9. Henrik Jordahl & Che-Yuan Liang, 2010. "Merged municipalities, higher debt: on free-riding and the common pool problem in politics," Public Choice, Springer, vol. 143(1), pages 157-172, April.
    10. Per Pettersson-Lidbom, 2001. "An Empirical Investigation of the Strategic Use of Debt," Journal of Political Economy, University of Chicago Press, vol. 109(3), pages 570-583, June.
    11. Tabellini, Guido & Alesina, Alberto, 1990. "Voting on the Budget Deficit," American Economic Review, American Economic Association, vol. 80(1), pages 37-49, March.
    12. Gordon Tullock, 1959. "Problems of Majority Voting," Journal of Political Economy, University of Chicago Press, vol. 67, pages 571-571.
    13. Bradbury, John Charles & Crain, W. Mark, 2001. "Legislative organization and government spending: cross-country evidence," Journal of Public Economics, Elsevier, vol. 82(3), pages 309-325, December.
    14. Gilligan, Thomas W. & Matsusaka, John G., 2001. "Fiscal Policy, Legislature Size, and Political Parties: Evidence from State and Local Governments in the First Half of the 20th Century," National Tax Journal, National Tax Association, vol. 54(n. 1), pages 57-82, March.
    15. Nicola Persico & Alessandro Lizzeri, 2001. "The Provision of Public Goods under Alternative Electoral Incentives," American Economic Review, American Economic Association, vol. 91(1), pages 225-239, March.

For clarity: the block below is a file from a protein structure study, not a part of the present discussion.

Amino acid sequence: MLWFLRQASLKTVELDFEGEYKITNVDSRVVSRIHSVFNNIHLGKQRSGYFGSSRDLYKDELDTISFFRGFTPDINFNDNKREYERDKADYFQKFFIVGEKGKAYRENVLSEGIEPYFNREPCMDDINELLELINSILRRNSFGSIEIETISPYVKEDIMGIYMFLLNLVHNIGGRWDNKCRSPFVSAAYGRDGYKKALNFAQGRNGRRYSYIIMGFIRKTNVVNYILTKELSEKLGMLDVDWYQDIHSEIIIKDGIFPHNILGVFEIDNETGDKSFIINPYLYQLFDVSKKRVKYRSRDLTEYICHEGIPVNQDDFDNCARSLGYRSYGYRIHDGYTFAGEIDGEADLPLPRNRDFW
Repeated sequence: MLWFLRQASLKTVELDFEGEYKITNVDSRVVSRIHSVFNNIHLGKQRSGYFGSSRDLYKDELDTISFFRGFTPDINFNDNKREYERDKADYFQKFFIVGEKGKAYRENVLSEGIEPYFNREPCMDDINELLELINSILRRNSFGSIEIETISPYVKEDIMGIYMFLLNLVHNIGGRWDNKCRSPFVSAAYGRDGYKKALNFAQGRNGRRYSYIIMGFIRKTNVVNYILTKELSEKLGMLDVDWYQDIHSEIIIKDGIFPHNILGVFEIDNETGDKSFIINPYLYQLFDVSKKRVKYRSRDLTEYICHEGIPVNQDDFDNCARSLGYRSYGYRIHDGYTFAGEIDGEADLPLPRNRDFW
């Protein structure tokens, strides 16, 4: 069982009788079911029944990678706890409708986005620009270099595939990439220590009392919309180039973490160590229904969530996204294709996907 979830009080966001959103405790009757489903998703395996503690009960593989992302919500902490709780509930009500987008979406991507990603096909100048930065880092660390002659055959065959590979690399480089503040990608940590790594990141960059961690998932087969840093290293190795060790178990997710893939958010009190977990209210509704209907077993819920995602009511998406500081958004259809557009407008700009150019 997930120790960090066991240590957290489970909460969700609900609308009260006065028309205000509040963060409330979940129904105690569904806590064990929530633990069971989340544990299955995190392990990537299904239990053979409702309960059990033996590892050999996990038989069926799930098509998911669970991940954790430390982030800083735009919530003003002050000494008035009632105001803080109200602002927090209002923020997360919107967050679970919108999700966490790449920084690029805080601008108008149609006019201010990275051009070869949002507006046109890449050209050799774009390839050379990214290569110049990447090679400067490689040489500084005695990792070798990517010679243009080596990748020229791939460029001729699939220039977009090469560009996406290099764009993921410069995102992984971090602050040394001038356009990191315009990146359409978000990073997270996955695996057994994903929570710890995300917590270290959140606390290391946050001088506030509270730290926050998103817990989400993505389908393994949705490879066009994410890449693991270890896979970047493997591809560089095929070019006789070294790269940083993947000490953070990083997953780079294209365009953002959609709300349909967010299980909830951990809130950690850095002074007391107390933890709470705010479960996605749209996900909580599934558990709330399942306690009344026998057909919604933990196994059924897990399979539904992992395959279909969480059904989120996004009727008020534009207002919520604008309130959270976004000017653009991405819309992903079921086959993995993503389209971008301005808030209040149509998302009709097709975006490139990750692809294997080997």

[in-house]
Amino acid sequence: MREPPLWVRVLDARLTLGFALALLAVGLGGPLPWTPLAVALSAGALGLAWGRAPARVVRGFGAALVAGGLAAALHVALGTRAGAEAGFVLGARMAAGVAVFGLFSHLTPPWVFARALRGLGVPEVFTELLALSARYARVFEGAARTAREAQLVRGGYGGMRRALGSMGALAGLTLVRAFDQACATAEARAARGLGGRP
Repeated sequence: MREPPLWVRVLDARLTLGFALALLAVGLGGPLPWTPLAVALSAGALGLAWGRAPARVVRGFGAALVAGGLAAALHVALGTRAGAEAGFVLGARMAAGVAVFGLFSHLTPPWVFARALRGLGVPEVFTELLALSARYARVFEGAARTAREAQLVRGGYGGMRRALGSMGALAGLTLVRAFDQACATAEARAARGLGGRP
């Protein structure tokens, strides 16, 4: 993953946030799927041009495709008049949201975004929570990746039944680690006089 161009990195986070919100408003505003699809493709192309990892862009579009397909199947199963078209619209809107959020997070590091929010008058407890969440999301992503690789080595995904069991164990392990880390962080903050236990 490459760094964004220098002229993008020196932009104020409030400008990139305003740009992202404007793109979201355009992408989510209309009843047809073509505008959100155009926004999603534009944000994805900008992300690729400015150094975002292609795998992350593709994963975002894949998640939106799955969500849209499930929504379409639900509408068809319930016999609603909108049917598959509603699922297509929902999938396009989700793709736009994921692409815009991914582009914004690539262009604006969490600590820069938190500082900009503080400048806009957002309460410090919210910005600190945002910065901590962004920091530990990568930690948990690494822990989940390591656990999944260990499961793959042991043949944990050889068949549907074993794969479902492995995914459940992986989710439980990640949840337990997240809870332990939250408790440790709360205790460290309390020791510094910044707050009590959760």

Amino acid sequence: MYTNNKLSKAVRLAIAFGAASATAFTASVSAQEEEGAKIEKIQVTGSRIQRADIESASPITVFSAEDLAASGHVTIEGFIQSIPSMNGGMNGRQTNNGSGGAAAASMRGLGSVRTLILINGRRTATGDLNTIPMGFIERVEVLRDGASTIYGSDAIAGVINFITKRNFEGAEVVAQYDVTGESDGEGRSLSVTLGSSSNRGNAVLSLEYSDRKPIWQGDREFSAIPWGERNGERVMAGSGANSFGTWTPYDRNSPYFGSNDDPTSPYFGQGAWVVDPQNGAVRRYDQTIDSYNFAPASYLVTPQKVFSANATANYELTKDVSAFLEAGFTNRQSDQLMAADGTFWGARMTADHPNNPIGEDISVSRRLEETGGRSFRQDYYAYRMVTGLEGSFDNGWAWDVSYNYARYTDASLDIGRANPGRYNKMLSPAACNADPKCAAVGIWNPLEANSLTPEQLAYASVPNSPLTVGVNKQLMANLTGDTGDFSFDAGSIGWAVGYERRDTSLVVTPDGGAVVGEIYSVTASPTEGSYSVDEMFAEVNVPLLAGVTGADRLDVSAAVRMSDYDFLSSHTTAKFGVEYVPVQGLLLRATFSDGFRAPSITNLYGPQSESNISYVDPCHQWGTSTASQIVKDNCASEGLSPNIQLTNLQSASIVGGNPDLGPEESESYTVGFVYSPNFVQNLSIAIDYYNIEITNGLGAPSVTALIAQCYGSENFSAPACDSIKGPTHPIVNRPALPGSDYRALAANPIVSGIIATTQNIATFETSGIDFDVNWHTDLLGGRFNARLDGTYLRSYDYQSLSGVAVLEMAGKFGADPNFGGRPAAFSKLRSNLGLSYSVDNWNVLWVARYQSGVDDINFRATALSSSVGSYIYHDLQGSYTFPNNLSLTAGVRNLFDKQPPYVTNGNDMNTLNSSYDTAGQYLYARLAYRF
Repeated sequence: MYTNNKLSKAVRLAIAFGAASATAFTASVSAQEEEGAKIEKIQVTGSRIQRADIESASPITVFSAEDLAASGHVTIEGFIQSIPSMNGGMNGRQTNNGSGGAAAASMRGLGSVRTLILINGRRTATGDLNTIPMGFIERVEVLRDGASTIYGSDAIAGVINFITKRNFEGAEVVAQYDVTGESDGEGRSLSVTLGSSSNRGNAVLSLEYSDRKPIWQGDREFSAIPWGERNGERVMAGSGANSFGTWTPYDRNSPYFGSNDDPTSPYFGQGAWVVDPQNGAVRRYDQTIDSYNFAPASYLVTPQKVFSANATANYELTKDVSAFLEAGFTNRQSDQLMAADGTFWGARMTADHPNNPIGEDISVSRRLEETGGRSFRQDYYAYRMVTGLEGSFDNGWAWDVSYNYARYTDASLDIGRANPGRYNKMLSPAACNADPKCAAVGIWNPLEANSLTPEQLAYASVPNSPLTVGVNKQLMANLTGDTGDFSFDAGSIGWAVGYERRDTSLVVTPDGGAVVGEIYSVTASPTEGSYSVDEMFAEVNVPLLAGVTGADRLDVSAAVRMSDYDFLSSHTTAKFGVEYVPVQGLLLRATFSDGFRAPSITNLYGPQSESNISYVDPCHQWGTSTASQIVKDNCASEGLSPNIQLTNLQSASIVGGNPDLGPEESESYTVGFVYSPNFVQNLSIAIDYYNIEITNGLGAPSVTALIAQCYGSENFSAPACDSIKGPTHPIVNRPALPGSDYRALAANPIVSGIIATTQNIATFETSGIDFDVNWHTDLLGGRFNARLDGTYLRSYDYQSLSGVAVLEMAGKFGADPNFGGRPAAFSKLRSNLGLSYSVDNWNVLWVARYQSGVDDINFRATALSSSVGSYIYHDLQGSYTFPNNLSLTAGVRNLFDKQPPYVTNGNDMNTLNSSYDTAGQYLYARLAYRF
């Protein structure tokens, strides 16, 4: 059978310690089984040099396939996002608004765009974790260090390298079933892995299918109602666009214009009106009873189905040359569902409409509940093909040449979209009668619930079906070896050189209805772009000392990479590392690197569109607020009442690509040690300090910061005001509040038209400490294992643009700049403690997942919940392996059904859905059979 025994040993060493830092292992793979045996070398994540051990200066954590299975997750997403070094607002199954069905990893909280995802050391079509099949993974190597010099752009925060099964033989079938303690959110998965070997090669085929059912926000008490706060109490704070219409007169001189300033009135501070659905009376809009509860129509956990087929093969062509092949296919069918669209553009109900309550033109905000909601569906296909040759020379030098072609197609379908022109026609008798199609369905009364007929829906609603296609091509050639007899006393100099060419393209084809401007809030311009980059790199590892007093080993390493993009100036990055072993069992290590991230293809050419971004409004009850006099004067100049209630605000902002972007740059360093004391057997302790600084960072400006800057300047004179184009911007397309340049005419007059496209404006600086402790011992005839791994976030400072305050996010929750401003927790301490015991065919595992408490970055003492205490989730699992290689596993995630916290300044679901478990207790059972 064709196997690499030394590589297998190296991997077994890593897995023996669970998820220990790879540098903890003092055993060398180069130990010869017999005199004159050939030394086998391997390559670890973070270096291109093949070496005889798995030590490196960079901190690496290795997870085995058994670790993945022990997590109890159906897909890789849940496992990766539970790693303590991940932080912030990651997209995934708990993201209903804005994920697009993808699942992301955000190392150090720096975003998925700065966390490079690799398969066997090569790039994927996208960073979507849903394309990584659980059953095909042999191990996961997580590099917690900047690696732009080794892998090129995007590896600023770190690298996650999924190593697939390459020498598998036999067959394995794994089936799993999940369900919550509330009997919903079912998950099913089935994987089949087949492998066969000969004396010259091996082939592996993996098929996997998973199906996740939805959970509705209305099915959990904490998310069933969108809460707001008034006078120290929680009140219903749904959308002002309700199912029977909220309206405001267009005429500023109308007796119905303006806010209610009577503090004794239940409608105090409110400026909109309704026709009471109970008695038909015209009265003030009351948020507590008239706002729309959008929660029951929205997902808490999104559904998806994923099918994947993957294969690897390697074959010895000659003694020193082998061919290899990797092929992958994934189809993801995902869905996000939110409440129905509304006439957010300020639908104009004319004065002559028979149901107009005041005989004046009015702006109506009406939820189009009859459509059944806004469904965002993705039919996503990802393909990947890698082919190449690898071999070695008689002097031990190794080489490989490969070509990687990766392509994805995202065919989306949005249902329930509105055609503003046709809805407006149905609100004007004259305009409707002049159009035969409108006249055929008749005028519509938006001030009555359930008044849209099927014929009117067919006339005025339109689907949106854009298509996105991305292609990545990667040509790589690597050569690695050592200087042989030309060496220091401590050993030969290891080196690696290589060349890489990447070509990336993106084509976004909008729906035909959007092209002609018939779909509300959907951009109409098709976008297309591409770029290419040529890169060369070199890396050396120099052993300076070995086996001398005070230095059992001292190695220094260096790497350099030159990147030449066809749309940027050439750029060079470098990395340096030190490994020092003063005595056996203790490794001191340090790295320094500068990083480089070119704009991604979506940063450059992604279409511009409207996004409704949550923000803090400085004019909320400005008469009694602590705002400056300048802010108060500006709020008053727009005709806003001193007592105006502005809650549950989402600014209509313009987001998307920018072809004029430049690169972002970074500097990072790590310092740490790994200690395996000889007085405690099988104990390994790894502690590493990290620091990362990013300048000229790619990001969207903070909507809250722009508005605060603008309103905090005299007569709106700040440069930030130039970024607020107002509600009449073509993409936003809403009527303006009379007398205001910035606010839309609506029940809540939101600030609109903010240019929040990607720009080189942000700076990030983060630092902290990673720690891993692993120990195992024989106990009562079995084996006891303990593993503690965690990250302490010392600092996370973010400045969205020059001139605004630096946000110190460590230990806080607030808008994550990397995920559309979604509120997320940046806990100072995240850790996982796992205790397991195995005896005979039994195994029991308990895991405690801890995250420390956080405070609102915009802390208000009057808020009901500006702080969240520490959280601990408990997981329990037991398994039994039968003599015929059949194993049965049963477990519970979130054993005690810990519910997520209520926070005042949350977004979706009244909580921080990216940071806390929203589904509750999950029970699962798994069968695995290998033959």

16. Reza Baqir, 2002. "Districting and Government Overspending," Journal of Political Economy, University of Chicago Press, vol. 110(6), pages 1318-1354, December.
    17. Perotti, Roberto & Kontopoulos, Yianos, 2002. "Fragmented fiscal policy," Journal of Public Economics, Elsevier, vol. 86(2), pages 191-222, November.
    18. Weingast, Barry R & Shepsle, Kenneth A & Johnsen, Christopher, 1981. "The Political Economy of Benefits and Costs: A Neoclassical Approach to Distributive Politics," Journal of Political Economy, University of Chicago Press, vol. 89(4), pages 642-664, August.
    Full references (including those not matched with items on IDEAS)

    Corrections

    All material on this site has been provided by the respective publishers and authors. You can help correct errors and omissions. When requesting a correction, please mention this item's handle: RePEc:eee:pubeco:v:93:y:2009:i:5-6:p:721-728. See general information about how to correct material in RePEc.

    For technical questions regarding this item, or to correct its authors, title, abstract, bibliographic or download information, contact: (Dana Niculescu). General contact details of provider: http://www.elsevier.com/locate/inca/505578 .

    If you have authored this item and are not yet registered with RePEc, we encourage you to do it here. This allows to link your profile to this item. It also allows you to accept potential citations to this item that we are uncertain about.

    If CitEc recognized a reference but did not link an item in RePEc to it, you can help with this form .

    If you know of missing items citing this one, you can help us creating those links by adding the relevant references in the same way as above, for each refering item. If you are a registered author of this item, you may also want to check the "citations" tab in your RePEc Author Service profile, as there may be some citations waiting for confirmation.

    Please note that corrections may take a couple of weeks to filter through the various RePEc services.

    IDEAS is a RePEc service hosted by the Research Division of the Federal Reserve Bank of St. Louis . RePEc uses bibliographic data supplied by the respective publishers.